Our combination would also be good for the environment, we believe. One of the premises of this transaction is our bet that we would be able to convince many shippers, who now rely on long-haul trucking, to convert their business to trains. If successful, the CN-KCS combined network would help relieve the chronic shortages of long-haul truck drivers and reduce the carbon footprint of long-haul truck traffic heading up and down Interstates 35, 55 and 94 between Mexico, Texas and the Midwest. We have calculated that for a single route, from San Luis Potosi, Mexico, to Detroit, Mich., moving freight from trucks to trains would save 260,000 tons of carbon dioxide per year, the equivalent of the average annual emissions of more than 300 long-haul trucks. Multiply that across multiple routes and years, and the impact would be significant.

We believe in the power of a more connected continent to drive economic growth and prosperity, but we can only achieve this goal if the Surface Transportation Board approves our voting trust and allows us the opportunity to make our case for linking these two North American railroads.

Jean-Jacques Ruest is the CEO of Canadian National Railway Company. Patrick Ottensmeyer is the CEO of Kansas City Southern.

source THE HILL

As the U.S. economy emerges from Covid-19-related lockdowns and subsequent supply chain disruptions, business leaders are beginning to develop a roadmap for redesigning their global supply chains with the aim of making them more resilient, environmentally sustainable, and agile. This endeavor, combined with the Biden administration’s goal of making critical sectors of the U.S. economy more self-reliant and less dependent on China, will require public-private partnerships and hundreds of billions in government investments, subsidies, incentives, and sourcing mandates.

But the United States can’t achieve these goals alone. They will require it to collaborate and strengthen trading partnerships with countries in North America, Central America, and South America and build a reliable, cost-effective land-based transportation network that connects the three Americas. Only with strong partnerships and a Pan-American transportation network will the United States be able to bring manufacturing home from Asia. This reconfiguration would benefit all involved: Creating jobs and promoting political stability in poor countries in the Americas would also build wealth in these nations and slow migration from them to the United States.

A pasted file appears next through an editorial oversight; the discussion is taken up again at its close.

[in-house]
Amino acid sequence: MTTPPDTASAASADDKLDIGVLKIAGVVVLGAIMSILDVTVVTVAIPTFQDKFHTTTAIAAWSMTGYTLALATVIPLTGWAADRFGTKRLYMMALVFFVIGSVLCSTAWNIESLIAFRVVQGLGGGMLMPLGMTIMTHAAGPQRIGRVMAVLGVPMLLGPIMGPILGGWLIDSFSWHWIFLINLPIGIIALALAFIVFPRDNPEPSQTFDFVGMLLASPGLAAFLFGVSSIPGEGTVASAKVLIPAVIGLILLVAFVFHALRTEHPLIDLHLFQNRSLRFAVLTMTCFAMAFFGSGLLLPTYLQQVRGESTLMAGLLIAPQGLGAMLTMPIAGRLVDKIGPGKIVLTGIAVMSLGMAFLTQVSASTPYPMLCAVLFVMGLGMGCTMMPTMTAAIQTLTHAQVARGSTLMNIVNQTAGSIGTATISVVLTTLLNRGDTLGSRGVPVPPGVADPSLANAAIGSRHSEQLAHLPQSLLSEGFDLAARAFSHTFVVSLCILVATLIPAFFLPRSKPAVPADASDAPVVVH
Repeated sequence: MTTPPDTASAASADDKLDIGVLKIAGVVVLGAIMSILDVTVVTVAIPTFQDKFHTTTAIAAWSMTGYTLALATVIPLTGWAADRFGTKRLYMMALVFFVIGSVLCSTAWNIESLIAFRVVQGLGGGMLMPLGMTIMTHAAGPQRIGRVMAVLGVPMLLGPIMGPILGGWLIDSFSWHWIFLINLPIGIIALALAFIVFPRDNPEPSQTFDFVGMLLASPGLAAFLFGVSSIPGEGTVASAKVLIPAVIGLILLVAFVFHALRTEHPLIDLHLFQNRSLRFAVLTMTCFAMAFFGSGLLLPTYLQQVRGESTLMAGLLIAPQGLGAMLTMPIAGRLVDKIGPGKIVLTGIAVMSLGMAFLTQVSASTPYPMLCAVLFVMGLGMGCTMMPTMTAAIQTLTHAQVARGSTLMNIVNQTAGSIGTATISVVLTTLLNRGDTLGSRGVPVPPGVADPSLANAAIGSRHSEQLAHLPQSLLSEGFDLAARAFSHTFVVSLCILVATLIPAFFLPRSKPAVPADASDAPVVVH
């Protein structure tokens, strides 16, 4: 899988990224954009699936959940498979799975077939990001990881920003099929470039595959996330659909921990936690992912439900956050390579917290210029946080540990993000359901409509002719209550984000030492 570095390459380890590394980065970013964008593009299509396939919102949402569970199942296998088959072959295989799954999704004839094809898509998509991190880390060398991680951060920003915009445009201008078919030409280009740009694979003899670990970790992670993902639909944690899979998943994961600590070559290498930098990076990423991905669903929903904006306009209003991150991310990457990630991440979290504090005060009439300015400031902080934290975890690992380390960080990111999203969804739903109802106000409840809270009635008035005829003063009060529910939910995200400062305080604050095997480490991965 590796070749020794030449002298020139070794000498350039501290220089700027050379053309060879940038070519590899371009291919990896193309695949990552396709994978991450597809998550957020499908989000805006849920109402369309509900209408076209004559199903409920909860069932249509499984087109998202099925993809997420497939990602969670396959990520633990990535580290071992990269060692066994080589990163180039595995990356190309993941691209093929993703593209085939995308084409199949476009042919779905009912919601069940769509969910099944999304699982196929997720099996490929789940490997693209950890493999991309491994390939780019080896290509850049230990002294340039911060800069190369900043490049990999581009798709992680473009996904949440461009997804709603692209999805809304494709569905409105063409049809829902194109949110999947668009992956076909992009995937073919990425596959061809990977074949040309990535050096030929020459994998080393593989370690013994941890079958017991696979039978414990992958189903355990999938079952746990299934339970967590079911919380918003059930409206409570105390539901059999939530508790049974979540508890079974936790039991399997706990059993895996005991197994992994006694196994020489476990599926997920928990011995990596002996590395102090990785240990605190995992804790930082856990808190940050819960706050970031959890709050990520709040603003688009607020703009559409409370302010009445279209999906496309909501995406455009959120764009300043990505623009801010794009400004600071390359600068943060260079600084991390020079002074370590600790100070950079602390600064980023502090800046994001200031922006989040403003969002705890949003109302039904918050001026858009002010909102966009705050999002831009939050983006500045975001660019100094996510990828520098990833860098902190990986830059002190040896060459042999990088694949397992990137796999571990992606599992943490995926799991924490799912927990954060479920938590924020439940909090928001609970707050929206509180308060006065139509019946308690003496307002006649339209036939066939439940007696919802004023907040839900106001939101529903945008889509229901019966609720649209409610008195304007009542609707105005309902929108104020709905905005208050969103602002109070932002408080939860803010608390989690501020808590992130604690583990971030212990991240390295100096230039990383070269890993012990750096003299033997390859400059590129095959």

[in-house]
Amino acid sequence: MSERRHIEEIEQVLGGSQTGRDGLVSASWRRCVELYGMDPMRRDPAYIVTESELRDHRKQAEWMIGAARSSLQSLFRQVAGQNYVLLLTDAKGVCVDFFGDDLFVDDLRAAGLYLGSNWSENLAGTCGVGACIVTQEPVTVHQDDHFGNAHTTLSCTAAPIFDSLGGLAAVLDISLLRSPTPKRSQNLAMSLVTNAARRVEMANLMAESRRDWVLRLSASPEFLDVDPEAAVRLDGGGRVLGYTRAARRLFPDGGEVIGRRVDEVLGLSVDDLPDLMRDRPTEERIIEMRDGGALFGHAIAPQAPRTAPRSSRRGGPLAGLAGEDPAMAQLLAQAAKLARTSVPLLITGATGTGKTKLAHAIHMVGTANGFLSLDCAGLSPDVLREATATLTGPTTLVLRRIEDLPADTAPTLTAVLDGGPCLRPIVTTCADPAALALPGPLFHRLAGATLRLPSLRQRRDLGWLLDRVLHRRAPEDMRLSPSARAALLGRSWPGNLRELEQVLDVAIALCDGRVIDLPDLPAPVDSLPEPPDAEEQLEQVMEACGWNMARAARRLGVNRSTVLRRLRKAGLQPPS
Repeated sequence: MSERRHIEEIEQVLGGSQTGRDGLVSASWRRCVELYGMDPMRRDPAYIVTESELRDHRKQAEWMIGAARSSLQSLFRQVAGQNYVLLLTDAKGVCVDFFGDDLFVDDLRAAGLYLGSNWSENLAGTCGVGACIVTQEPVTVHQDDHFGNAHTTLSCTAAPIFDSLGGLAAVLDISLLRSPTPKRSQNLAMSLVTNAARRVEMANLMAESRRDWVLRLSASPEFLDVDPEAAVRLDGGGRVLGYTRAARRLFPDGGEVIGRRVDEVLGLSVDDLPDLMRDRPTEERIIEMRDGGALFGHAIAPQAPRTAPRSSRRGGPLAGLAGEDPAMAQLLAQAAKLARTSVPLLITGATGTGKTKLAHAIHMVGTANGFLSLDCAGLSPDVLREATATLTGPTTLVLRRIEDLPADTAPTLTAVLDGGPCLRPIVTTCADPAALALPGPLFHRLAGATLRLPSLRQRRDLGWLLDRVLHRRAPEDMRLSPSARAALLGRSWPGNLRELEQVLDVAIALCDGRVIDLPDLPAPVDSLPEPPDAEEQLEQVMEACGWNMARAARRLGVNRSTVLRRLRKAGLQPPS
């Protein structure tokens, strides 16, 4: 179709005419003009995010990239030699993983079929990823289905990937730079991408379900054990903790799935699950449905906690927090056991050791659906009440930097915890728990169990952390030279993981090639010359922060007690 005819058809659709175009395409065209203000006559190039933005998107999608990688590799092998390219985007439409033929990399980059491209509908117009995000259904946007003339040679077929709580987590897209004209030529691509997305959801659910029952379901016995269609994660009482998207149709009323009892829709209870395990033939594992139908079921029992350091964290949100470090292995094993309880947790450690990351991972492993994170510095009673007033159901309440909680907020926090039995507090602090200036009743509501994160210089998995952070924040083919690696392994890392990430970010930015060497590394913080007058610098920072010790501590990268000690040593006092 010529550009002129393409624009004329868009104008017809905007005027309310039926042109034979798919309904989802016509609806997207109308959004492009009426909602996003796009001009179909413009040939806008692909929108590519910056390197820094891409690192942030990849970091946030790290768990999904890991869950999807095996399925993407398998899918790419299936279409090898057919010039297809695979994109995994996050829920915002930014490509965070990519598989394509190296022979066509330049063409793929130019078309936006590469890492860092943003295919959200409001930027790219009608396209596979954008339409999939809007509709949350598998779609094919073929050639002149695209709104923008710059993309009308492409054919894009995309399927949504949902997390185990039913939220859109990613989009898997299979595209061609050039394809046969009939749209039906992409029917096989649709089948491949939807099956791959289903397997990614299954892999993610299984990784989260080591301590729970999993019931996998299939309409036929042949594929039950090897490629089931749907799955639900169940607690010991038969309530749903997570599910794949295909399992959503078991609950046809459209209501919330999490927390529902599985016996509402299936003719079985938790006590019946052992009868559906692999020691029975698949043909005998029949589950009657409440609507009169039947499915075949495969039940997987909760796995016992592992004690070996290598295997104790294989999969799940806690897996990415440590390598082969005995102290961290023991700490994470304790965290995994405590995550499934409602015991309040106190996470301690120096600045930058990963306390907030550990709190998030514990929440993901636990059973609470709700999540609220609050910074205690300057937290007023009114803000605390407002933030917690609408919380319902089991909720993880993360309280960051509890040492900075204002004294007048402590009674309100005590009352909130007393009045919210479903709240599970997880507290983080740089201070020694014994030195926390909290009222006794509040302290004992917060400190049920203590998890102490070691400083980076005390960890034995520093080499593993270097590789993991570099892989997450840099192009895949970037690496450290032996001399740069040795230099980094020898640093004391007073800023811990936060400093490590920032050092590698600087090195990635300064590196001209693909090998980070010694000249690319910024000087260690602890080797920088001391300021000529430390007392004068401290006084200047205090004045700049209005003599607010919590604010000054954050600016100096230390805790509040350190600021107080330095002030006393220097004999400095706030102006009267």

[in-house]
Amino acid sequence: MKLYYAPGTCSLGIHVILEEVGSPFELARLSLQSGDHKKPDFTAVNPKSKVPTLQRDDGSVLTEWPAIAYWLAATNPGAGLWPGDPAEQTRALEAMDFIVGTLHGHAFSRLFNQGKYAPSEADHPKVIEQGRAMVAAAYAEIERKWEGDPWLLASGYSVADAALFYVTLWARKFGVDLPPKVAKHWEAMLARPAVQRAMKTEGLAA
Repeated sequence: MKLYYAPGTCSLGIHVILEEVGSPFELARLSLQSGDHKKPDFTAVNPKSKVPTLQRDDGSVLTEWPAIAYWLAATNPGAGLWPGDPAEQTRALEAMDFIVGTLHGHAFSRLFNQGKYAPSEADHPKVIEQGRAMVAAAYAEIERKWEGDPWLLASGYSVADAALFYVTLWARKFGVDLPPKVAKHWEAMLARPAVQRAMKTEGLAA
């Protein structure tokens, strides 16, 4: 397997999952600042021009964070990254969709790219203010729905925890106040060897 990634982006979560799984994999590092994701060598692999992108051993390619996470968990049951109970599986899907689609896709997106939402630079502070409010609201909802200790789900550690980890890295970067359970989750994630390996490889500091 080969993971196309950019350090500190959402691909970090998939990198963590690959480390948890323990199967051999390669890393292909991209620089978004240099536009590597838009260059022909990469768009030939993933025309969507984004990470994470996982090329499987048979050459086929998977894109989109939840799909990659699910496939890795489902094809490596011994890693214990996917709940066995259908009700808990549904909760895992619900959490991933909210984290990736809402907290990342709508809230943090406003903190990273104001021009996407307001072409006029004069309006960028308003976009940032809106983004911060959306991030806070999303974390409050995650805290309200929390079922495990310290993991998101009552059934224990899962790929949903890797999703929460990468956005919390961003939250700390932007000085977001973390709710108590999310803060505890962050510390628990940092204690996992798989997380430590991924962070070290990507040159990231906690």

In a slew of sectors, the only way to develop cost-effective manufacturing in the United States is for those factories to be fed by an ecosystem of low-cost suppliers located in Central and South America rather than Asia. Given the long transit times from suppliers in Asia, it’s unrealistic for U.S. factories to depend on them. Nor is it realistic to expect a major chunk of the supply base now in Asia to relocate to the United States. That’s because the United States doesn’t have the population needed to support a large-scale factory and logistics infrastructure: The average age of its population is 38.5 — much older than that of the labor force in emerging economies — and more flexible service-sector options would make it difficult to find the huge amount of workers to consistently fill factory and logistics jobs such as trucking.

Leveraging Mexico’s and Central America Younger Populations

Mexico and countries in Central America do have the population and demographics to support a large-scale manufacturing and logistics sector. Their workforce is much larger and younger — the average age across Central America is 24 to 28. The labor cost of manufacturing in Mexico is now equivalent to that of China, and in parts of Central America, such as Honduras, it is even lower. Millions of poor Central Americans are desperate for legal job opportunities, and local manufacturing work would be welcomed, especially by communities now plagued by drug trafficking and production. The establishment of a robust manufacturing sector in these countries would also provide their governments with the resources to build professional security forces with the capability to root out drug cartels.

Creating better economic opportunities and reducing crime and corruption would undoubtedly reduce the emigration from those countries to the United States. And a thriving large middle class with spending power would present U.S. companies with a large market close to home.

Finding Sources of Renewable Water

Another consideration in building a robust manufacturing system that encompasses the Americas is the availability of water — an existing problem that seems certain to grow worse due to global warming. Manufacturing requires large amounts of renewable water, and in many parts of the U.S. West and Southwest, water availability is severely constrained.

Canada and the U.S. Great Lakes region have significantly more water. South American countries such as Brazil, Colombia, and Peru rank among the top water-rich countries in the world. According to the Global Water Partnership (GWP), nearly a third of the world’s renewable water resources are in South America.